Nunavut municipality holds cash draw for vaccinated residents

A vaccination clinic starts Thursday in Arviat, the community that has seen the majority of Nunavut’s COVID-19 cases. The municipality is offering cash prizes to encourage residents to get the shot.

In Arviat, getting a COVID-19 vaccine means a chance to win a $2,000 prize

Mayor Joe Savikataaq Jr. of Arviat, Nunavut, says offering cash prizes as an incentive for vaccination is a small cost compared with what the community has experienced since a COVID-19 outbreak began in November. (Pauline Pemik/CBC)

A vaccination clinic starts Thursday in Arviat, Nunavut, the community that has seen most of the territory's COVID-19 cases.

The municipality is encouraging residents to get vaccinated by offering cash prizes.

Residents of the central Nunavut hamlet of about 3,000 people can win one of five $2,000 prizes for getting the shot.

"It's to entice people to get inoculated," Arviat Mayor Joe Savikataaq Jr. said. "It's a very small price to pay in order to get herd immunity here, in case we get a second wave."

There are currently no active cases of COVID-19 in Nunavut, where 266 cases have been confirmed to date.

Since a COVID-19 outbreak began in early November, Arviat has seen 222 cases in total, including one reported death.

All other residents have recovered, but health officials are still monitoring the community.

Joe Manik of Arviat receives the first vaccine from nurse Ronnie Beltran-Yu. (Submitted by Helen-Rose England)

A charter plane carrying doses of the Moderna vaccine arrived in Arviat on Wednesday. The by-appointment clinic is being held from Thursday to Saturday and again on Monday at the town's community centre, where 10 nurses will be on hand to vaccinate residents.

"It's the day that we all have been waiting for here in Arviat," Savikataaq said.

There will be a walk-in clinic on Saturday.

The municipal draw for cash prizes is to take place on Jan. 19, the day after vaccinations end, and will be announced live on the community's local radio station and on Facebook.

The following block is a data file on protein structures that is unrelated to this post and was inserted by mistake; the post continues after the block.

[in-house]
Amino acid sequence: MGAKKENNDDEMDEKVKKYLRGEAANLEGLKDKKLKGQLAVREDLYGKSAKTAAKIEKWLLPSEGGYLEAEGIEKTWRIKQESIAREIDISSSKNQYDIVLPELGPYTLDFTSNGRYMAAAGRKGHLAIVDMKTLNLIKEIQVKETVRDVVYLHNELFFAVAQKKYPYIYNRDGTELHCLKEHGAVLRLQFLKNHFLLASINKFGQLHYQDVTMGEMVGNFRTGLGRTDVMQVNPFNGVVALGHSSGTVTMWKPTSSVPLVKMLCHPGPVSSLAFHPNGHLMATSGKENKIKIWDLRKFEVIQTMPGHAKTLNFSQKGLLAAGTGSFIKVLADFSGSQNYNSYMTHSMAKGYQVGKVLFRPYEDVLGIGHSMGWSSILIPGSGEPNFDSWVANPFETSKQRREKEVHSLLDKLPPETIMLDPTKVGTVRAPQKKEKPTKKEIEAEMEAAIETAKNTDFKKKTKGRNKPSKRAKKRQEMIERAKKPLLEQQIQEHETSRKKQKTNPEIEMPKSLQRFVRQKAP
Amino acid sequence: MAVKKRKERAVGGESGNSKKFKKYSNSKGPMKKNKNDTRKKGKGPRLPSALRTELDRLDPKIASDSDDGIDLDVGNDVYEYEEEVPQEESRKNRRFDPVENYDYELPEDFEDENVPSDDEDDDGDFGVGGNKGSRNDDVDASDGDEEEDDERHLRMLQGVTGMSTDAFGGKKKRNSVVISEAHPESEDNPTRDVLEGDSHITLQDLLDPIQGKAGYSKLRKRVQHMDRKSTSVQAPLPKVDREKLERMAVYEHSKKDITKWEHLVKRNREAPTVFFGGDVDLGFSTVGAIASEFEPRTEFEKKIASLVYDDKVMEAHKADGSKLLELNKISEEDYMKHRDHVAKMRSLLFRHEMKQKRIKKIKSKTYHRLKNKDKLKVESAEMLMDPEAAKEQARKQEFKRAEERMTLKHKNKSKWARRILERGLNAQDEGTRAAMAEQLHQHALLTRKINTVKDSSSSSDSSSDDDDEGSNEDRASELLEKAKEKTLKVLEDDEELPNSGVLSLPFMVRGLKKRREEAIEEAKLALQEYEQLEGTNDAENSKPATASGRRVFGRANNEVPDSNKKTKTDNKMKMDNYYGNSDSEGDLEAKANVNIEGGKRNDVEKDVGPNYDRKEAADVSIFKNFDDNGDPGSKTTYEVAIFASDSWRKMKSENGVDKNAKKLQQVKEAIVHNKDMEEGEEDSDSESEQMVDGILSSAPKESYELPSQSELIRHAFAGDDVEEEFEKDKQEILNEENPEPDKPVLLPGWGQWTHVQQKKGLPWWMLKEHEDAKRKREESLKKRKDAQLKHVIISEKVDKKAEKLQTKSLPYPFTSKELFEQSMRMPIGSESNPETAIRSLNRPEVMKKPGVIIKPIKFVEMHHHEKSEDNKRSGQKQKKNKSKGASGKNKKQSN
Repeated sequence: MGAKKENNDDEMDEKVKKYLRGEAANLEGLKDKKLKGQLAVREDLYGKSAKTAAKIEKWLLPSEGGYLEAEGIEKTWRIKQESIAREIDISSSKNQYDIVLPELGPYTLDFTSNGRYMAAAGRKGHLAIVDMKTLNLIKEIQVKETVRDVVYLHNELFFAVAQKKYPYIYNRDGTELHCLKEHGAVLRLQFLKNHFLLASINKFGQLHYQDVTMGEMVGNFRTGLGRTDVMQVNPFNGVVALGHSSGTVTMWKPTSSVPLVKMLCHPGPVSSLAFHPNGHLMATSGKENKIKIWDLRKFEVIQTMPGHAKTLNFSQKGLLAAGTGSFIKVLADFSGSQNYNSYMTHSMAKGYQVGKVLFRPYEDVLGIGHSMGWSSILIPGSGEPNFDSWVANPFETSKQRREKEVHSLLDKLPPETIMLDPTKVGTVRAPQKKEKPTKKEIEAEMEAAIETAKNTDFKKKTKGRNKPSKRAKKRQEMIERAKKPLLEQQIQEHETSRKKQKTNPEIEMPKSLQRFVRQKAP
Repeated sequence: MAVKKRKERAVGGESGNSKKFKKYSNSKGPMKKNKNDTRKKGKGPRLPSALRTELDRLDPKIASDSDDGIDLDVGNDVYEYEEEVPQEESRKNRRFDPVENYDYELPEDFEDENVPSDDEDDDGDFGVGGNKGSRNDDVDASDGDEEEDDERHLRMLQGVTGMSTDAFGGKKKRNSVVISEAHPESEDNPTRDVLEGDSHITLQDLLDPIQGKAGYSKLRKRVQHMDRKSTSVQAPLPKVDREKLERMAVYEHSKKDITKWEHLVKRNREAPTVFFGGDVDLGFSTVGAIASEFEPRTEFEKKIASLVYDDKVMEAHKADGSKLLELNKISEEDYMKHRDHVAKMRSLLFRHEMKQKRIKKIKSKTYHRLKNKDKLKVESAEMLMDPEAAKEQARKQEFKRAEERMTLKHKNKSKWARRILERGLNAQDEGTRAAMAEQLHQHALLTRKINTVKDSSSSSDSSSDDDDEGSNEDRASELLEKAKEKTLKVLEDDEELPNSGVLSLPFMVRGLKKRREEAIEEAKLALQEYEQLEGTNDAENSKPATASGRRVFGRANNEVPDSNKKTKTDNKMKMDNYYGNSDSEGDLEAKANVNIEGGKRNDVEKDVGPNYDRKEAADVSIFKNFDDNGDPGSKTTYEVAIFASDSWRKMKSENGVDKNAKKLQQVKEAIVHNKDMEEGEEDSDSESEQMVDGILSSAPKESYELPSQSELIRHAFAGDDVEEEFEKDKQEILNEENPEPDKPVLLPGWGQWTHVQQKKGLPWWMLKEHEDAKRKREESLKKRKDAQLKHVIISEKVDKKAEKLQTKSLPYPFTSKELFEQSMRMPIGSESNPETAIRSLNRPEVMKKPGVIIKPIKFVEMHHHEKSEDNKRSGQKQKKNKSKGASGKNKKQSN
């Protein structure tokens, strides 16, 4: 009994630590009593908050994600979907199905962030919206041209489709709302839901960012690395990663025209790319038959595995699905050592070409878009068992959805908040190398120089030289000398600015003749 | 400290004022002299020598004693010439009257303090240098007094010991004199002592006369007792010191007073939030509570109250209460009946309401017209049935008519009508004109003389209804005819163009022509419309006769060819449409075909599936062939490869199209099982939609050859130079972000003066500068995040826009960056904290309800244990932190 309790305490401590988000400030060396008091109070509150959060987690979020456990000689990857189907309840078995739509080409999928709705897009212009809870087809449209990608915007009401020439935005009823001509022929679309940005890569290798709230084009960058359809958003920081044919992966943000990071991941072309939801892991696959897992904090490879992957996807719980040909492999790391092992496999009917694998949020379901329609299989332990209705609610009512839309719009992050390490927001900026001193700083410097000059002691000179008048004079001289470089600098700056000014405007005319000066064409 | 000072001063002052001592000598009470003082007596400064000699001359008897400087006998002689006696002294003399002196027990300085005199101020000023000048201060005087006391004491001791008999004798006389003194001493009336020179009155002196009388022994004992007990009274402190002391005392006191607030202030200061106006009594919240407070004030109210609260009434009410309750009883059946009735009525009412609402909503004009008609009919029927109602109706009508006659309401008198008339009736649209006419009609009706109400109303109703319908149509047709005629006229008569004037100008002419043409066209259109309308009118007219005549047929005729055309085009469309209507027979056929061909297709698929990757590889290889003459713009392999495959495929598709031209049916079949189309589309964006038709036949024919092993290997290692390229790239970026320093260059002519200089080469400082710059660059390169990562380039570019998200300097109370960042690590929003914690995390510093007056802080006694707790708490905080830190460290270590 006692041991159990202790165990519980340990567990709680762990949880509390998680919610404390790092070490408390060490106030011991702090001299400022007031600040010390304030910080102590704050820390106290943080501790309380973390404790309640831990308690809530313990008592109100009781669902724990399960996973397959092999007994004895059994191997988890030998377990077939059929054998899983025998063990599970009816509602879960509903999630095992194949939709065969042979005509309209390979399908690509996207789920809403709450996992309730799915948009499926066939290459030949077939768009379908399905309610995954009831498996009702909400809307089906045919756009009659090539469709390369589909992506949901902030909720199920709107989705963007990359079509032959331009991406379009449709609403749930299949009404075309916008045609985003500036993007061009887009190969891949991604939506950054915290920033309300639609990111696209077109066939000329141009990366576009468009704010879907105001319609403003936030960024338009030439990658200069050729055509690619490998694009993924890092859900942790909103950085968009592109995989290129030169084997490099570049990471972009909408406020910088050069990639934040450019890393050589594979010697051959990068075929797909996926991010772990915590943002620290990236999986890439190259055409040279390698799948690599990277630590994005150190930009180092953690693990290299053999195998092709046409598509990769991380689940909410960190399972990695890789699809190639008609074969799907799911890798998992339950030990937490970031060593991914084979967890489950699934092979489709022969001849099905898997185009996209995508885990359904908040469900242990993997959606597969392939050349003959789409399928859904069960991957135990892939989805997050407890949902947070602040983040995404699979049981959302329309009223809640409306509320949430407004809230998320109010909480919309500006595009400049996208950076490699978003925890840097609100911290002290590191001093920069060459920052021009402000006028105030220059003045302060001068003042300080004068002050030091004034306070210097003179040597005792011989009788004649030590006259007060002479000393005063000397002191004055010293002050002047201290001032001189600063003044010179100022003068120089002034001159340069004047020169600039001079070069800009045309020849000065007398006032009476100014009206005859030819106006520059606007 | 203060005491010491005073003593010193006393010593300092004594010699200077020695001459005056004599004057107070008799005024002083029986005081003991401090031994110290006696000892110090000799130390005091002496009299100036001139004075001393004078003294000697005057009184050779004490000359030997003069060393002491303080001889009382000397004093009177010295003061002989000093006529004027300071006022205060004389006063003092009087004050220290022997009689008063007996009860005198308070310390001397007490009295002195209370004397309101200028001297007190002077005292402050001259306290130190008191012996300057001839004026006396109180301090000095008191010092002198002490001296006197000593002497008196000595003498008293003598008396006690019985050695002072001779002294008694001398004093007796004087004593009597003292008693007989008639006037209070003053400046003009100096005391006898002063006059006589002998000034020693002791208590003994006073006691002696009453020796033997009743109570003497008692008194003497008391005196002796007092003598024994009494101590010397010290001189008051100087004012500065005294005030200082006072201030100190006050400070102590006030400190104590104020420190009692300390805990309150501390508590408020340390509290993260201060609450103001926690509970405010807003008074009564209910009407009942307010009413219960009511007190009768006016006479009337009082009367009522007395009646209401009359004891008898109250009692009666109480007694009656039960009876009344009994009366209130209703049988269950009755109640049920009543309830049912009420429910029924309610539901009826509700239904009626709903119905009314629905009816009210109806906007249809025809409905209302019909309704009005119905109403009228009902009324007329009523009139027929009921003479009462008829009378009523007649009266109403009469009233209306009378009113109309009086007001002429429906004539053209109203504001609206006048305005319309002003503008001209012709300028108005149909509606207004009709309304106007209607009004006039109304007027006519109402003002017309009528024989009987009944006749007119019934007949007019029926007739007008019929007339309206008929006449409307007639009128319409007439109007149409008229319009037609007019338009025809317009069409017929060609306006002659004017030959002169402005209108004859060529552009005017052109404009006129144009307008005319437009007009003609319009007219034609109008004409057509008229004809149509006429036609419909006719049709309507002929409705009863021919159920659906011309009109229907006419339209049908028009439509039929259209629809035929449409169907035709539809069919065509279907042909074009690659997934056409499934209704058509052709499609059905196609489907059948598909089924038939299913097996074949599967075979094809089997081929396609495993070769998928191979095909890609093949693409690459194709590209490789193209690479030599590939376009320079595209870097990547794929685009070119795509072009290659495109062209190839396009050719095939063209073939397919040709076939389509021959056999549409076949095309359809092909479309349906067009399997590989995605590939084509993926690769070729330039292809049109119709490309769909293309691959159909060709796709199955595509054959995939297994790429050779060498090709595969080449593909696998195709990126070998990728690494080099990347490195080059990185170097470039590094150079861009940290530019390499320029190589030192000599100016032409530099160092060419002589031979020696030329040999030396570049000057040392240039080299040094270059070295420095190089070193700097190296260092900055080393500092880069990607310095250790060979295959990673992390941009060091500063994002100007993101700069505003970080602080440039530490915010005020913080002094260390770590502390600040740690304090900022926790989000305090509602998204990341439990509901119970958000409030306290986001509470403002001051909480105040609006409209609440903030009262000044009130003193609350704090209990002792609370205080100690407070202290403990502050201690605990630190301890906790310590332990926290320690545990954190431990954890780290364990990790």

Nunavut community hit hard by COVID-19 begins broad vaccination campaign

3 years ago
Duration 6:34
Featured VideoThe Nunavut community that saw the worst outbreak of COVID-19, Arviat, is expanding its vaccination program to the entire community after fighting disinformation among residents and offering cash prizes to get the shot.

In a government press conference Thursday, Nunavut's Chief Public Health Officer Dr. Michael Patterson said it's not uncommon for financial incentives to be given to patients undergoing "arduous treatment" in Nunavut or elsewhere in Canada. He said this is often done for people undergoing multiple rounds of treatment for tuberculosis. 

Patterson stressed it was a project run through the municipality, and not by the Department of Health.  

"Each community has the right and the need to do what they think is correct and it's not my place to dictate on their decisions or actions," he said.

Vaccination clinics in 4 communities this week

Arviat is one of four Nunavut communities where clinics are being held this week. Cambridge Bay, Igloolik and Gjoa Haven are also part of the first clinics. Vaccines have been given out in Iqaluit, Nunavut's capital, to residents of long-term care homes and their staff.

As of Tuesday, the territory was reporting that about 400 people had received a first-round dose of the Moderna vaccine.

Because Nunavut is a northern and remote region with a primarily Indigenous population, its residents fall into a national priority group for COVID-19 vaccination.